Agriculture can be a major nonpoint source (NPS) of nutrient and pesticide contamination in the environment. Available databases do not provide accurate and dynamic data on fertilizer and pesticide application, which limits the ability of complex watershed models to simulate contaminant loads into impaired water bodies. A model for estimating agricultural nutrient and pesticide input for watershed modeling has been developed. Climate, soils, and major agricultural operations are considered within the model, so that it can be adapted to any watershed or subregion within a watershed. The timing of the agricultural operations is a function of the weather data, providing realistic results at daily, monthly, or annual application rates. The model also predicts irrigation demand and biomass production, which can be used to calibrate the model. Model output can be used in any watershed model that considers agricultural land uses. Two case studies were evaluated, using grape vineyards in the Napa River and strawberry production in Newport Bay as examples. The predicted time to maturity corresponded well with actual data. Irrigation and fertilizer needs were very sensitive to weather input. Although the model can generate weather from long-term averages, the simulated results are best when at least observed precipitation and temperature are provided, to capture extreme events. The model has data for 98 crops and 126 pesticides, based on the California Department of Pesticide Regulation database. The databases are easily modifiable by the user to adapt them to local conditions. The output from AgInput is much needed for watershed modeling and for development of total maximum daily loads (TMDLs), based on realistic targets of irrigation, nutrient, and pesticide inputs. The model is available for free download at http://www2.bren.ucsb.edu/~keller/watershed.htm .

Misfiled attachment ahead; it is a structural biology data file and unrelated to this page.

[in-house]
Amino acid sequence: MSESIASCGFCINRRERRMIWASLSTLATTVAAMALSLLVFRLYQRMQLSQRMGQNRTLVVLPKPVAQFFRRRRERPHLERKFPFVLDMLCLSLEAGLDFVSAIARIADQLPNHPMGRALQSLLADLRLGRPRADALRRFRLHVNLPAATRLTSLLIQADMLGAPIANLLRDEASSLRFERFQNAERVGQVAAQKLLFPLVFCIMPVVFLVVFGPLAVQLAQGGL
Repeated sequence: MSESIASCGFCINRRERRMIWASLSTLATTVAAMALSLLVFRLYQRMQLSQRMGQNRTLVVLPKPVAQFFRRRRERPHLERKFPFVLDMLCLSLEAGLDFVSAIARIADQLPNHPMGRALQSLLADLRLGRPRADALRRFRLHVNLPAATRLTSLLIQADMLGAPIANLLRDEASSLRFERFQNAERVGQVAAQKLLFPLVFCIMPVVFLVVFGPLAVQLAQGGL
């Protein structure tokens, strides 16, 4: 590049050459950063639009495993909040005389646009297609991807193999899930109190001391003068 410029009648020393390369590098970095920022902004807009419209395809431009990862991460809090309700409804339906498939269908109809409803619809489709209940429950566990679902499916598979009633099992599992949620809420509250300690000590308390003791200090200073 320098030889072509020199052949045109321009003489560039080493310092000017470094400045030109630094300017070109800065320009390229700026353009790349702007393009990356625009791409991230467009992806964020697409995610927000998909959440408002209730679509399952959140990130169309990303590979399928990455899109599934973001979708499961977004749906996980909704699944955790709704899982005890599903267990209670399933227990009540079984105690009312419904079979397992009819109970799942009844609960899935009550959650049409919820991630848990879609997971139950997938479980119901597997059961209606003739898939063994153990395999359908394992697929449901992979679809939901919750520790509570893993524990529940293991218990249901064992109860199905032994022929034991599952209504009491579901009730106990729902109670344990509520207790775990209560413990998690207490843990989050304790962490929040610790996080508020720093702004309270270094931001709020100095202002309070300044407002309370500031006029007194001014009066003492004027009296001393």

- Agricultural source
- Nonpoint source
ASJC Scopus subject areas
- General Environmental Science